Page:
Getting out of the factory to better impose yourself?

The resisted affirmation of women union activists’ leadership in an electronics company (1968–2018)
By Pierre Rouxel

This article analyzes the consequences of the diffusion of the cause of women’s representation within trade unions on the gender relations of grassroots activist groups. Based on a study of the recomposition of a CGT union in an electronics company since 1968, it highlights the partial redefinition of the sexual division of labor fostered by the increased participation of women in the activities of the union apparatus. As a vector for stabilizing activist careers, access to organizational responsibilities long reserved for men constitutes for some women the basis for a strengthened capacity to debate the union’s strategies and demands. Part of male trade union leadership until the 2000s, the position of interface between the company and the organization’s networks is nevertheless being disputed in a context of weakening and institutionalization of trade unionism. This study of trade union feminization “from below” thus highlights the variability of legitimate activist resources which ensures the reproduction over time of a male monopoly on access to leading positions.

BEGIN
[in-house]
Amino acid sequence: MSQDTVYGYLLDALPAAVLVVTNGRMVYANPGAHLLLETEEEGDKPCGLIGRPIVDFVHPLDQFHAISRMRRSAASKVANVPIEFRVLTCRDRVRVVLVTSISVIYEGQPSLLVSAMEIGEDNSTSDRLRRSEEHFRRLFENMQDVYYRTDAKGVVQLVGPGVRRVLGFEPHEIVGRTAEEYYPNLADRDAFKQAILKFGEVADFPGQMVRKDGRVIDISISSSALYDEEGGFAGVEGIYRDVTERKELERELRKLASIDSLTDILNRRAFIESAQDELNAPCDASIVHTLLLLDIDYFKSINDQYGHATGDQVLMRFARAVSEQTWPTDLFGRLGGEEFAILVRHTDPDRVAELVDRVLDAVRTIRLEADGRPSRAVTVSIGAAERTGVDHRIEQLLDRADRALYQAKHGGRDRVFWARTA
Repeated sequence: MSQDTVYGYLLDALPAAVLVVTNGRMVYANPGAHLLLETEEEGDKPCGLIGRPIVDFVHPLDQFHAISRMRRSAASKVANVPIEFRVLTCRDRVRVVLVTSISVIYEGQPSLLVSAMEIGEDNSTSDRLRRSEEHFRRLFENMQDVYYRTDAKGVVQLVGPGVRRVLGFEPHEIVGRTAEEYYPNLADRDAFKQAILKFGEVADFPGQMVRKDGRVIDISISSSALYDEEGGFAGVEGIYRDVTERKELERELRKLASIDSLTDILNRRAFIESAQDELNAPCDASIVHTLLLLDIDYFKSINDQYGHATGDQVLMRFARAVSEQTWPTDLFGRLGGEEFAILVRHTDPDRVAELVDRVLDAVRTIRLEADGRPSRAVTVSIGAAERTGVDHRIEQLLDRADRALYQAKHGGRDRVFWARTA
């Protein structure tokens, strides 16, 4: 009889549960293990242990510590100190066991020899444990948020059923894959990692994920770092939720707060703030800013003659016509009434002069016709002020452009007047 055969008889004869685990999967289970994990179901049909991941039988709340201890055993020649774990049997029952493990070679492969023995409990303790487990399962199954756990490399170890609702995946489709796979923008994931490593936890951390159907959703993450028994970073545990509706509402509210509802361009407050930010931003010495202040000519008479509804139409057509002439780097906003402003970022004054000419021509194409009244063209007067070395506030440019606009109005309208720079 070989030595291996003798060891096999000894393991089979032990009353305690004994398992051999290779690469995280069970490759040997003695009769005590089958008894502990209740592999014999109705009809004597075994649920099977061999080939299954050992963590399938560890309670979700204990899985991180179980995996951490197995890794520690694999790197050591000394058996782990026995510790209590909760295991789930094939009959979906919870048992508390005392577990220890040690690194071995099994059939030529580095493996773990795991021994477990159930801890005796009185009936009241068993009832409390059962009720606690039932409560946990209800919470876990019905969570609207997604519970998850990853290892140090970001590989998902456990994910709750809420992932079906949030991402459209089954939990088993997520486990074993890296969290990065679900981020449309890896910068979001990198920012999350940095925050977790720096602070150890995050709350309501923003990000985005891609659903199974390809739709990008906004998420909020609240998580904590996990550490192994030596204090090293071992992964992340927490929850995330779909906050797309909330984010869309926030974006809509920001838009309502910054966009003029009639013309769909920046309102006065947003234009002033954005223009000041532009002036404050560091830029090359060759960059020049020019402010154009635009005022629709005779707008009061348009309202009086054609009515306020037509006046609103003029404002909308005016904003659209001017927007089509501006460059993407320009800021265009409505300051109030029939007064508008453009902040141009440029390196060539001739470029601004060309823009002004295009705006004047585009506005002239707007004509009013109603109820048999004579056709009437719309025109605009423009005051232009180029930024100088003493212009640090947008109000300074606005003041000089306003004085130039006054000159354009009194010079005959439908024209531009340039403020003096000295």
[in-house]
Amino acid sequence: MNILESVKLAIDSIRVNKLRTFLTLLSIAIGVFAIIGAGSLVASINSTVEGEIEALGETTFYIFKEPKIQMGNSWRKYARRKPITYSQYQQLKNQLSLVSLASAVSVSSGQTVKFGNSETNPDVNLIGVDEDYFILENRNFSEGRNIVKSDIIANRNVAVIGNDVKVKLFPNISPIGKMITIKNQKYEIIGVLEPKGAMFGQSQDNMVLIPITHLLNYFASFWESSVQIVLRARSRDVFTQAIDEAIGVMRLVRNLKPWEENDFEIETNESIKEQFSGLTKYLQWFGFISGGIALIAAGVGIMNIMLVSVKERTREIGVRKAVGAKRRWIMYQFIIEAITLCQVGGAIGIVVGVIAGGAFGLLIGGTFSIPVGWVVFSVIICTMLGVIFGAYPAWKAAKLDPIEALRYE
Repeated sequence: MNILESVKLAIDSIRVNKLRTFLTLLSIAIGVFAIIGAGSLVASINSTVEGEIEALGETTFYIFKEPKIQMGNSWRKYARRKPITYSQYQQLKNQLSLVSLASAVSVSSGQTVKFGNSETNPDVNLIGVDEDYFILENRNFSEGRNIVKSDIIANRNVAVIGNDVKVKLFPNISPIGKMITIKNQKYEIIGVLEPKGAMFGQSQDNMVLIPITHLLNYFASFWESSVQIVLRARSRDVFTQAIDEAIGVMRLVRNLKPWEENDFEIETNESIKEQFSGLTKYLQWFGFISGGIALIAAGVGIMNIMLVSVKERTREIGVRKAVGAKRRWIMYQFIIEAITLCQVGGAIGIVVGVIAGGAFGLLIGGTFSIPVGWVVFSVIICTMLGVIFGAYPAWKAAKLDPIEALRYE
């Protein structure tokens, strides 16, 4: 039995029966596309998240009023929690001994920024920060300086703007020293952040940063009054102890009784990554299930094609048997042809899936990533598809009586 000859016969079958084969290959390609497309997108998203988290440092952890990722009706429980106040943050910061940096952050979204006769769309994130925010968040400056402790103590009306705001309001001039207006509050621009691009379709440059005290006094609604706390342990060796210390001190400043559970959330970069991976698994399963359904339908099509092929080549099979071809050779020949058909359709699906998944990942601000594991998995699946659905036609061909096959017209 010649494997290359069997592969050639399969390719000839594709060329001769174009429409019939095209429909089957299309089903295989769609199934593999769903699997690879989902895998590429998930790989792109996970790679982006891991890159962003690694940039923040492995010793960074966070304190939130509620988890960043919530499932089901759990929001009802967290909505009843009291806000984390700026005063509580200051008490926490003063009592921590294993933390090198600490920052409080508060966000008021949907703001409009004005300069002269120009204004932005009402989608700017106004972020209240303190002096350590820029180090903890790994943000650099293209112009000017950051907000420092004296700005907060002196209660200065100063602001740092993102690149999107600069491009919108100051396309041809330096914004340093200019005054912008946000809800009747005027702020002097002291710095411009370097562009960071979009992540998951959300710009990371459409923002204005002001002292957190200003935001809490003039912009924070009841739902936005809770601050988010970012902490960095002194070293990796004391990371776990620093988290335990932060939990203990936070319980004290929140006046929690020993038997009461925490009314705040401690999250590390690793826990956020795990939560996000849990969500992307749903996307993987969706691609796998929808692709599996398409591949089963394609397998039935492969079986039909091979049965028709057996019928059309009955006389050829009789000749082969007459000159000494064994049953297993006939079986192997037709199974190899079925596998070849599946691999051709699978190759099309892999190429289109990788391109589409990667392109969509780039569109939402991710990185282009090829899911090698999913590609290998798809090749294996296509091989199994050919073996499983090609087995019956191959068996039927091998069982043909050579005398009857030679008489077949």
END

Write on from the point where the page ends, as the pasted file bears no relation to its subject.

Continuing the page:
• trade unions
  • gender
  • activism
  • gender relations
  • industrial restructuring
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